Law360 quoted The Employment Law Group attorney Nicholas Woodfield regarding the law firm’s landmark unpaid wages victory in Randolph v. ADT Security Services, Inc. Judge Chasanow from the District Court of Maryland held that ADT violated the Fair Labor Standards Act (FLSA) when it fired two commissioned salespeople because they complained to the Maryland Department of Labor, Licensing, and Regulation (DLLR) that they believed they should be paid for overtime. The plaintiffs purportedly submitted confidential documents to the DLLR to support their FLSA complaint.
The court… determined that whether or not the plaintiffs’ [submission of confidential documents] were reasonable did not matter in this case because lodging an FLSA complaint is participation rather than opposition, and the Fourth Circuit has refused to apply any reasonableness requirement to participation in employment cases.
“[The decision] very clearly vocalizes that you have an absolute right to go to the DLLR or Department of Labor state agencies and support your claim with whatever documents you want,” said Nicholas Woodfield of The Employment Law Group, who represents the plaintiffs.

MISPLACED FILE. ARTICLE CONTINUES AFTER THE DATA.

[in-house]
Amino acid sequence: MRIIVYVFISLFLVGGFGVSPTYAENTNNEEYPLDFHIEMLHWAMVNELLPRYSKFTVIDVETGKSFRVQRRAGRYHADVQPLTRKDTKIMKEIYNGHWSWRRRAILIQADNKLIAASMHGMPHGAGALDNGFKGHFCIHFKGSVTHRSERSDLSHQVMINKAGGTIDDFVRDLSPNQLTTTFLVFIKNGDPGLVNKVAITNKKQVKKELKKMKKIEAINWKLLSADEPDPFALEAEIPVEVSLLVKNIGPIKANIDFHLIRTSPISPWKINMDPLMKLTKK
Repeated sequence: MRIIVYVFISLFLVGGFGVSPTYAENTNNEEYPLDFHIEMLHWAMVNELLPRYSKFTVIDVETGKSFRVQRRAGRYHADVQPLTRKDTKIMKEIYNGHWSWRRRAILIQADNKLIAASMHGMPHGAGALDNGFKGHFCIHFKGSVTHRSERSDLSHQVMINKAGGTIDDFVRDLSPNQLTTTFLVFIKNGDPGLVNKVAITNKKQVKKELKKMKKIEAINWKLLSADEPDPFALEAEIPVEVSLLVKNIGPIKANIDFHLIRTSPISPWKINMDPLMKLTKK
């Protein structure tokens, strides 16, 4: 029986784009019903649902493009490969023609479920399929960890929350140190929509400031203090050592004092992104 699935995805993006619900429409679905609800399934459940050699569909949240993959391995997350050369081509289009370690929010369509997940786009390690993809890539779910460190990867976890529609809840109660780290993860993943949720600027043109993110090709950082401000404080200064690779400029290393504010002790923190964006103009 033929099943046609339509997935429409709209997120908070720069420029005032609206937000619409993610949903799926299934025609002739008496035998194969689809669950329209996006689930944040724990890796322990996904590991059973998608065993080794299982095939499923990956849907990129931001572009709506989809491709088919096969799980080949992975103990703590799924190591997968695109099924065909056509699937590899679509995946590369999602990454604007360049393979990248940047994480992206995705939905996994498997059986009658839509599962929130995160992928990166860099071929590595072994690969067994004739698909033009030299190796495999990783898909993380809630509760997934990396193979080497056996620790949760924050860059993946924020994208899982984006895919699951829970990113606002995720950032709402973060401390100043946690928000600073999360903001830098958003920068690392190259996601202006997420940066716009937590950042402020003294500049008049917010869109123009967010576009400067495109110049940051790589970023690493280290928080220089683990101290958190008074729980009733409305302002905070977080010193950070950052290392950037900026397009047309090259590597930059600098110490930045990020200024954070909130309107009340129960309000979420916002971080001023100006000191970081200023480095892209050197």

Noting that Thompson and Randolph were likely properly classified as exempt from the FLSA’s wage requirements based on the commissioned salesperson exemption, Woodfield told Law360 that the decision was especially important for employees because it clarified that their complaining activities — including providing supporting materials to agencies — are protected even if the underlying wage claim doesn’t pan out.
- Former ADT Employees Win Summary Judgment in FLSA Unpaid Wages Lawsuit (unpaidovertimeblog.com)
- Kinder Morgan Employees Receive $830,000 in Unpaid Overtime Settlement (unpaidovertimeblog.com)
- House Hearing on FLSA (lawprofessors.typepad.com)